against the previous season, followed by the Free State with 325 000 ha (42,2%) – 7,1% down against the previous season. The producers indicated that the decrease in the expected planting of wheat could mainly be ascribed to the low prices and dry conditions in some areas. The expected area to be planted to barley shows an increase of 2 350 ha (2,8%), from 82 650 the previous season to 85 000 ha for the current season. The intention to plant canola is expected to decrease by 12,1% to 40 000 ha and sweet lupines to increase by 23,9% to 8 800 ha.

5.3 Agricultural products heading to Far East and SADC countries The Department of Agriculture announced that South Africa will reduce it’s “over reliance” on exporting its agricultural products to Europe and will now increase exports to Far East and SADC countries. The idea is to diversify more and move away from the EU to minimize the risk of exporting too much to one single trading partner. In 1988 61% of South Africa’s agricultural products were exported to the European Union whilst only 10% went to Africa. In 2001, the amount of

TABLE 6: First intention to plant winter crops for the 2005 production season Crop Area planted 2004 Ha Wheat Malting barley Canola Sweet lupines 829 200 82 650 45 500 7 100 First intentions as at the end of February 2005 Ha 770 100 85 000 40 000 8 800 2005 vs 2004 % (7,13) 2,84 (12,09) 23,94

Source: Directorate Agricultural Statistics

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South Africa’s agricultural exports to the European Union declined to 38% and increased to 25% to Africa. Agricultural exports to the USA had also increased from 1% to about 8% over the same period. The department further asserts that a substantial reduction in the subsidies paid to farmers in the developed world are a target for South Africa and the only way this could be achieved is through negotiation with individual countries and multilateral bargaining in forums such as World Trade Organization (WTO). 5.4 Some highlights of the 1993 and 2002 agricultural censuses According to the 2002 Census of Agriculture there were 45 818 active commercial farming units in South Africa, a decrease of about 21% when compared with the results of the 1993 Census of Agriculture. The formal agricultural sector generated a gross farming income of R53 billion. Animals and animal products contributed 39,8% (vs. 49,8% in 1993) of agricultural output, fol-

lowed by field crops with 30,9% (vs. 25,5% in 1993) and horticultural products with 26,7% (vs. 24% in 1993). The number of paid workers employed by the formal agricultural sector decreased by 152 445 (13,9%) from 1 093 265 in 1993 to 940 815 in 2002 (table 7). Nearly half of the employees were casual and seasonal workers. This sector paid about R6 billion in salaries and wages for the year ended 28 February 2002 (table 7). Farming debt in the commercial agricultural sector amounted to more than R30 billion compared to the value of assets of about R98 billion. The Free State has the worst debt ratio of 40,6% and the Western Cape the best ratio of 28,4%. In 2002 commercial farmers paid interest on loans of R2 958 million. Compared to 1993 it can be concluded that the commercial agricultural sector experienced a significant increase in productivity, coupled with a decrease in employment creation.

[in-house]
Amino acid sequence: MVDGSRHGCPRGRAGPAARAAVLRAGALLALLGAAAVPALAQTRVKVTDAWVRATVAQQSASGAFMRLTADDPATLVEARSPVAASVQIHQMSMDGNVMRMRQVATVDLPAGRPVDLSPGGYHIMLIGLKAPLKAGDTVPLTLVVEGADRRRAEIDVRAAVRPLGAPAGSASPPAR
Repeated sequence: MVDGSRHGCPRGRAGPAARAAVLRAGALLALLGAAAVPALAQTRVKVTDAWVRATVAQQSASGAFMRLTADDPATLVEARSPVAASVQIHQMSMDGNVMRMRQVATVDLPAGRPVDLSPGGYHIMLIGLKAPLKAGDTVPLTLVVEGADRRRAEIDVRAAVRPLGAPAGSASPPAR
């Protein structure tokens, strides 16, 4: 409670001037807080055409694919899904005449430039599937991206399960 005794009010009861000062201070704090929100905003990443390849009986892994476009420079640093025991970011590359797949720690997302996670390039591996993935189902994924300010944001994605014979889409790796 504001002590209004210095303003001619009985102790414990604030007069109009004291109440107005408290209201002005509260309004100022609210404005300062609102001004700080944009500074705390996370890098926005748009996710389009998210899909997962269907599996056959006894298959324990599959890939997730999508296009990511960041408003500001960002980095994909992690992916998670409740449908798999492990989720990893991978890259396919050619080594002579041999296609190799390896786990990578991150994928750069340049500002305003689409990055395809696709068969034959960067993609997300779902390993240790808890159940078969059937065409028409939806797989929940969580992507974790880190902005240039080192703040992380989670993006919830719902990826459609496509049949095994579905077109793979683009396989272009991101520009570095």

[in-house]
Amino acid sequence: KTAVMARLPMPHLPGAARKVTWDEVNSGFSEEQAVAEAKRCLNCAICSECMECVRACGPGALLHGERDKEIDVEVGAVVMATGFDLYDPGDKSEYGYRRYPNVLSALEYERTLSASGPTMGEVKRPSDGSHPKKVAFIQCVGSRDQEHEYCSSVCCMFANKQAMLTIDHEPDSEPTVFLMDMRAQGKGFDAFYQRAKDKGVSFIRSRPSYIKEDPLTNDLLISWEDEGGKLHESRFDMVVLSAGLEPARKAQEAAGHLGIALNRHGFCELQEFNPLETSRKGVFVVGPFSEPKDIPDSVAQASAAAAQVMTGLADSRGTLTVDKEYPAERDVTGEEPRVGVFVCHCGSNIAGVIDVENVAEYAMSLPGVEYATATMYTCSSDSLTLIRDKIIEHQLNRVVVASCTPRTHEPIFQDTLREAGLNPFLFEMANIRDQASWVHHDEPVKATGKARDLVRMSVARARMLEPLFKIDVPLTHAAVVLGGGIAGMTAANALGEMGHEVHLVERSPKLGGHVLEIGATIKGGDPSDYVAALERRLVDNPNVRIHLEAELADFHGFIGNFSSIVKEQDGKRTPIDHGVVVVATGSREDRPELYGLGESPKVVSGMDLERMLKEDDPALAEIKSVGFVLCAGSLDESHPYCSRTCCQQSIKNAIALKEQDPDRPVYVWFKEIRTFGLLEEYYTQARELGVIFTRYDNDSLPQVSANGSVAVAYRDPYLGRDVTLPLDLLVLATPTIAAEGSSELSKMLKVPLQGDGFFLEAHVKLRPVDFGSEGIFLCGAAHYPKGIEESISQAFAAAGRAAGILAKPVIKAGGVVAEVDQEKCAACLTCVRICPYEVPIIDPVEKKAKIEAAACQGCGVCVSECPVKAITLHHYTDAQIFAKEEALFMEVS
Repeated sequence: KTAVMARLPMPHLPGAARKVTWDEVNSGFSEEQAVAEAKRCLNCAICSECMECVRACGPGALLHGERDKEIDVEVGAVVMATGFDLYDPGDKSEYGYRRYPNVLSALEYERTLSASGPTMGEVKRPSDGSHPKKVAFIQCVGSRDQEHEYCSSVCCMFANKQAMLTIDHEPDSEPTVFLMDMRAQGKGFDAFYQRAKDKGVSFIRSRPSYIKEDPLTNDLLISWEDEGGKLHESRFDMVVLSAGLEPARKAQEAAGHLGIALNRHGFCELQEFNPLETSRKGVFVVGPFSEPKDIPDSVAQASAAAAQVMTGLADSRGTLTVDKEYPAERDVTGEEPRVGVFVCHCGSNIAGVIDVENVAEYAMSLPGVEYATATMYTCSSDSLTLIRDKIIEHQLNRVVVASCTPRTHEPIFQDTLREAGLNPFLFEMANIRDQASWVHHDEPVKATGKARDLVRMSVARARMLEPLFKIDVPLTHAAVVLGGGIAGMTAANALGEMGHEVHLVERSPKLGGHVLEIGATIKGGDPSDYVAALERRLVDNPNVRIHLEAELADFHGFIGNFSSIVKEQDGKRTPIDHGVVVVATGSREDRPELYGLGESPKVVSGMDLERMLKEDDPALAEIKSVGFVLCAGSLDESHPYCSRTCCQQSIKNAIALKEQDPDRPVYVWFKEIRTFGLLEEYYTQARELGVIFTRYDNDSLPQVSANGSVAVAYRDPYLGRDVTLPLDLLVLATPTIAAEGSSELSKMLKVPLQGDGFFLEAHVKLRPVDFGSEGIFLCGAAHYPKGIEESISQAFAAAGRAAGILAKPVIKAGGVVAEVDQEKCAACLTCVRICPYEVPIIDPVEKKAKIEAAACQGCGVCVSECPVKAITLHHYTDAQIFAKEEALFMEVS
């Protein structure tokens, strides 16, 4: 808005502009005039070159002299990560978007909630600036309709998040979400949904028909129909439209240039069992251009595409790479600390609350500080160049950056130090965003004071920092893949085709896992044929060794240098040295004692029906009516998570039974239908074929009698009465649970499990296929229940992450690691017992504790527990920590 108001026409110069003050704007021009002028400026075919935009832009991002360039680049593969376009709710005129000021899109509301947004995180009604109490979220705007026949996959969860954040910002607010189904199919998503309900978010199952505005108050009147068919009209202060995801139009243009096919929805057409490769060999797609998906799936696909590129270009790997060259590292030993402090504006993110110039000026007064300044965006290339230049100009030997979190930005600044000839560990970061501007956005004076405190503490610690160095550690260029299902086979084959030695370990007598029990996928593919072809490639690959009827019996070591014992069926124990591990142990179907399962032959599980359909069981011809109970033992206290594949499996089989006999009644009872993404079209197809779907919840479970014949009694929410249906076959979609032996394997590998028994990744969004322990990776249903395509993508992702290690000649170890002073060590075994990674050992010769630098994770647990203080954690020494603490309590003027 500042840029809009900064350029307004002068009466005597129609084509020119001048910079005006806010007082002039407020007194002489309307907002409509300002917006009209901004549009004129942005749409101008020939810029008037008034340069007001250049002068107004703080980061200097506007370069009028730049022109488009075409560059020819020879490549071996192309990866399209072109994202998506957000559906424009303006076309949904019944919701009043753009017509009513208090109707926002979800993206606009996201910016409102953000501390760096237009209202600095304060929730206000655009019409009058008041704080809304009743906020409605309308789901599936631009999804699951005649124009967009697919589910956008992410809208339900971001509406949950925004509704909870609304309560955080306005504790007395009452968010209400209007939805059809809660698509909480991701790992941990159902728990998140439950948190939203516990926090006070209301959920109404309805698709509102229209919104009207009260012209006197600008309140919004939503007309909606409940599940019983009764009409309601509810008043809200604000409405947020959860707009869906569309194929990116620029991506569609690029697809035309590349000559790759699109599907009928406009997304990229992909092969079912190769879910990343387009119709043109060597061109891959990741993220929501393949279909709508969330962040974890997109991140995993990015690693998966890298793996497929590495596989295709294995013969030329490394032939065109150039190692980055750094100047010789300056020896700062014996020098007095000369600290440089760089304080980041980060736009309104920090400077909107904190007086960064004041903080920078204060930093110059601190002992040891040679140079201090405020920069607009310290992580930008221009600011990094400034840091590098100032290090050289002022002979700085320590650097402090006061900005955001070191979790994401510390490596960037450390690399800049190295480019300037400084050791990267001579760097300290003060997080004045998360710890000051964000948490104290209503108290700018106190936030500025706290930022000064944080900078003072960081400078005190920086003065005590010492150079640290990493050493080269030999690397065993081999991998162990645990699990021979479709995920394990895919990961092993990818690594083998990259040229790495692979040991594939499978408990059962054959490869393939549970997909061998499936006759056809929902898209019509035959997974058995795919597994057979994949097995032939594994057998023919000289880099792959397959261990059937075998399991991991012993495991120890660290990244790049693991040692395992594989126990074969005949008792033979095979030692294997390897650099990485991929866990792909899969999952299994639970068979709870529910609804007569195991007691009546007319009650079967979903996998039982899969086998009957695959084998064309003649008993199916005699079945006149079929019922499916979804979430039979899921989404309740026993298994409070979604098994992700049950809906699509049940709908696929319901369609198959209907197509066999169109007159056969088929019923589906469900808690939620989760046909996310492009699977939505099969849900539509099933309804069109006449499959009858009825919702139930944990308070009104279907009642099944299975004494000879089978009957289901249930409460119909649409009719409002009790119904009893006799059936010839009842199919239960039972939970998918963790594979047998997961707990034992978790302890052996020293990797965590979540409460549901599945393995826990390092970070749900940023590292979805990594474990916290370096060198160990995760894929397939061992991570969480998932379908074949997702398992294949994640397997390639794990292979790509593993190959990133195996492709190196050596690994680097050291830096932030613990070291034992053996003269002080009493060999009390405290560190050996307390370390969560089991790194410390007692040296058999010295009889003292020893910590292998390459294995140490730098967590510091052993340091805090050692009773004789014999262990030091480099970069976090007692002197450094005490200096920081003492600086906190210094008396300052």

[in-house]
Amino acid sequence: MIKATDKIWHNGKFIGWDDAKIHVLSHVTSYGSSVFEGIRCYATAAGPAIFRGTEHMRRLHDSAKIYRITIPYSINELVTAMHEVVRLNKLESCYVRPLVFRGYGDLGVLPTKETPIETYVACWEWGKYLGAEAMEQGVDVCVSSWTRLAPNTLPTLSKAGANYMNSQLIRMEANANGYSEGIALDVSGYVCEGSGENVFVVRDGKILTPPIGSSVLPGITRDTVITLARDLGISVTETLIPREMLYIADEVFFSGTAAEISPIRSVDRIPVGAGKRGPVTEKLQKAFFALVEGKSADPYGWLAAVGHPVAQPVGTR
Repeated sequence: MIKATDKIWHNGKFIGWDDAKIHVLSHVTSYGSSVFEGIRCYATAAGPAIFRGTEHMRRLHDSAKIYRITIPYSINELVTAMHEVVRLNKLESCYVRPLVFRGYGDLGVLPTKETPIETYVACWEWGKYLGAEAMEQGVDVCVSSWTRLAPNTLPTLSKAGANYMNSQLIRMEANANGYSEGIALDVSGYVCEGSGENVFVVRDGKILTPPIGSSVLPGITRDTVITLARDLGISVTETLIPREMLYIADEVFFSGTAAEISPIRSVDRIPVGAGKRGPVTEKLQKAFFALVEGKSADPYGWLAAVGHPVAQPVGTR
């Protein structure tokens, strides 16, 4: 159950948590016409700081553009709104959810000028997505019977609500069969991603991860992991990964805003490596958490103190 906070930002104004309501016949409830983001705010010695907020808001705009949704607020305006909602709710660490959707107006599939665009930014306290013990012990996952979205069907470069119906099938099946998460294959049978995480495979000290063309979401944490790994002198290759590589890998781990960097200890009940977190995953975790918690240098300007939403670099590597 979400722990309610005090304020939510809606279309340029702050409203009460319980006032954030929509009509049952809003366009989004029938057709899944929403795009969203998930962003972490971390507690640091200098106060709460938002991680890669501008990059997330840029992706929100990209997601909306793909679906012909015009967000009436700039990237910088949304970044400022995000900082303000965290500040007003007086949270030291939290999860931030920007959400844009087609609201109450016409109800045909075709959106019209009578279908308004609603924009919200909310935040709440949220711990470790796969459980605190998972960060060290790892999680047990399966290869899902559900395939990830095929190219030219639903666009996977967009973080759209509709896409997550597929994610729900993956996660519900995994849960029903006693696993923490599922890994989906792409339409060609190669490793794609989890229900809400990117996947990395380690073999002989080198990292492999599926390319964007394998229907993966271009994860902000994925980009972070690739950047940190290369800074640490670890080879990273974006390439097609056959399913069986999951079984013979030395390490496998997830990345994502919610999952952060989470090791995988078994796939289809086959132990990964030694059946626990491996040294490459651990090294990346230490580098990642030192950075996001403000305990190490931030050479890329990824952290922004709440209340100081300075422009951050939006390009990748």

TABLE 7: Total employment and employee remuneration by province Total Paid employees Number Western Cape Free State Mpumalanga KwaZulu-Natal Northern Cape North West Limpopo Eastern Cape Gauteng SOUTH AFRICA Source: Directorate Agricultural Statistics 211 808 123 429 120 065 117 207 107 266 84 658 75 890 69 946 30 546 940 815 Total paid employee remuneration R1 000 1 682 857 638 671 765 342 924 106 486 282 453 359 468224 410 225 386 517 6 215 583

Province

South African Reserve Bank (SARB), Quarterly Bulletin, March 2005.

MAIN SOURCES CONSULTED
Bureau for Economic Research (BER), Economic prospects, Vol 20, No 1. First Quarter 2005.

Business Monitor International (BMI), Africa Monitor, Southern Africa, Vol 10, Issue 4. April 2005

Business Day, February 11, 2005

Business Day, February 16, , 2005

Business Day, March 31, 2005

Business Day, April 13, 2005

Business Day , April 14, 2005

Directorate Agricultural Risk Management, information on request.

Directorate Production and Resource Economics, Information on request.

Directorate Agricultural Statistics, Information on request.

Economic Intelligence Unit (EIU). Country Forecast, South Africa, Regional overview, February 2005

Economic Intelligence Unit (EIU). Country Forecast, Sub-Saharan Africa, Regional overview, February 2005

http://www.imf.org/external/np/sec/pr/2005/pr0586.ht m

http://www.statssa.gov.za/keyindicators


				
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Description: Quarterly Agricultural Economic Review and Forecast January to